Dad often had trouble with wheels of the old freight wagon. The wheels tended to shrink in the summer heat allowing the steel tires to become loose on the wooden wheels. I remember on one trip about halfway to the farm one of the rear wheels came off. Dad had to unhook the horses, jack up the wagon, replace the tire and secure it to the wheel with wire. We made it to the farm moving very slowly. Before returning to Orlando, Dad allowed the wagon to soak its wheels in Oil Creek for a couple of hours to expand the wood. I can remember him doing this often. Sometimes he would roll the wagon into the deep water at the ford in front of the Henline house in Orlando and allow the wheels to soak overnight.

Above right is Coleman Jeffries with his horse team and June and Billy Nixon. Click on this photo to enlarge it.
To the left is a freight wagon.
Below right is Uncle Heater.

Another problem Dad encountered with the wagon was a loosening problem with the metal hub which fitted over the wooden part of the front axle. Normally a fitting like this is a shrink fit. In other words the metal is heated until it is red hot and then is driven onto the wooden axle. When cooled, it would shrink to a tight fit. However, on our wagon the wooden axle was worn and undersized so the normal remedy of a shrink fit would not work. My dad consulted his Uncle Heaterhuck Henline about the problem and as usual Uncle Heaterhuck had an answer. He told dad to soak burlap in tar and wrap the axle with the soaked burlap and then do the shrink fit process. It worked like a charm. Dad was very impressed with Uncle Heaterhuck’s common sense and mechanical knowledge.
See a Dec '06 entry, My Great-Uncle Heater Henline

After Dad bought a 1951 Chevrolet truck in 1954, and renewed his expired driver’s license, we could make many more trips a day. Still, the building activity went slowly. It was not until the fall of 1955 that we moved into our new home on Oil Creek. My father and mother lived in that small but comfortable home until 1993. Our family has many fond memories of growing up on the farm that we cherish to this day. The farm was sold and the house we built was torn down and replaced by a modern log home.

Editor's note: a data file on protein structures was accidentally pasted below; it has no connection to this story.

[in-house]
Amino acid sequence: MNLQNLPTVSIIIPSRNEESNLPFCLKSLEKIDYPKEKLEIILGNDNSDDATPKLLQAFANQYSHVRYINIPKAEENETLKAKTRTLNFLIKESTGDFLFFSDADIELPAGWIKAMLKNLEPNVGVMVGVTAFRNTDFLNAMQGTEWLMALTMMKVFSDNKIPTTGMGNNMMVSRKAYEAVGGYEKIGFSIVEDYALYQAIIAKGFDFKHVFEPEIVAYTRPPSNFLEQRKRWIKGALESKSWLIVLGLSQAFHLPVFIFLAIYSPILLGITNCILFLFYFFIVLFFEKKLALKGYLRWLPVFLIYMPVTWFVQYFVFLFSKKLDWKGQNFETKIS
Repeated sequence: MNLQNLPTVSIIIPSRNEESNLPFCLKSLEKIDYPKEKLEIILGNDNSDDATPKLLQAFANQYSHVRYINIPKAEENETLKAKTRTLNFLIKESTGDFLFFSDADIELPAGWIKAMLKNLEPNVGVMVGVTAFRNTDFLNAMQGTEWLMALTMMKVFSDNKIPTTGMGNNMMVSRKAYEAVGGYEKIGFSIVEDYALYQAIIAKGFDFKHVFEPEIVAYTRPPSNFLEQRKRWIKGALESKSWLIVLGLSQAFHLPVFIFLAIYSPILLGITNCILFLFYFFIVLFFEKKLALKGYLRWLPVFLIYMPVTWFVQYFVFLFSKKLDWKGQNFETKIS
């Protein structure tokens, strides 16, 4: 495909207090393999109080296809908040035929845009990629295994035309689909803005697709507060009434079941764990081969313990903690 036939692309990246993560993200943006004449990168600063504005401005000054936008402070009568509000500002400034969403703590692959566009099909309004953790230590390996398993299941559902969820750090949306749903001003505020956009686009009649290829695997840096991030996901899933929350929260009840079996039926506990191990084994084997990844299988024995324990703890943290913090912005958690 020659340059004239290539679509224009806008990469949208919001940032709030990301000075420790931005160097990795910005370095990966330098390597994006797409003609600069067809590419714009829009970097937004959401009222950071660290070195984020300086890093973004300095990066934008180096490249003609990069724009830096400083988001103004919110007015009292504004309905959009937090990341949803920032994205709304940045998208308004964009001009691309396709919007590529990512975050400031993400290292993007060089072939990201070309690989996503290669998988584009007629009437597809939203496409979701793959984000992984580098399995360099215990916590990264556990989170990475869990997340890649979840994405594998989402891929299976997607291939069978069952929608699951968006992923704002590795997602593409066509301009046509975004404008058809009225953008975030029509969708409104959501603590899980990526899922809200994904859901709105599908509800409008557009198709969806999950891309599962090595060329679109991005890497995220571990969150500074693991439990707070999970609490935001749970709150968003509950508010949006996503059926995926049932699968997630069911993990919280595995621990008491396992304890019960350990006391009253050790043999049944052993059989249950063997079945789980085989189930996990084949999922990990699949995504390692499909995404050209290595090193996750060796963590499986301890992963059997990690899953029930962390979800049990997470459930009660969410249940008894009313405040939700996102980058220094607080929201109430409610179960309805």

Above is the is that small but comfortable home on Oil Creek that Coleman Jeffries built.

As a side bar, the freight wagon used to haul the lumber up the Oil Creek Road was retired and stored in Uncle Homer Mitchell’s barn on Clover Fork. The wagon bed was stored under Uncle Homer’s grainery. When Uncle Homer died and his estate auction sale took place, Dad sold the wagon at the sale.

Comment 1
David Parmer was asked, "I didn't know Oil Creek could be forded anywhere in Orlando, certainly not downstream from downtown."
His response: "Yes, there was a ford in Oil Creek behind the Catholic Church which went to the south side of Oil Creek. There were deeper holes of water just above and just below the ford."

1 comment:

  1. Thank you so much for the picture of the homeplace! Samantha was my great great grandmother and I've heard so much about the place from my mother and grandmother. They told how some of the Henline uncles worked on the train and would wave when it went right by the house. Does anyone have a picture of the pool hall?

    One funny story my Mammaw told was about her cousin Coleman. She said he was afraid to cross Oil Creek at night, so if he came home late at night he'd yell for his mother to come help him across it. One night my Mammaw (Sophie) said she and a couple other family members decided to go down by the creek as he was coming home and put on sheets and go spook him into thinking they were ghosts!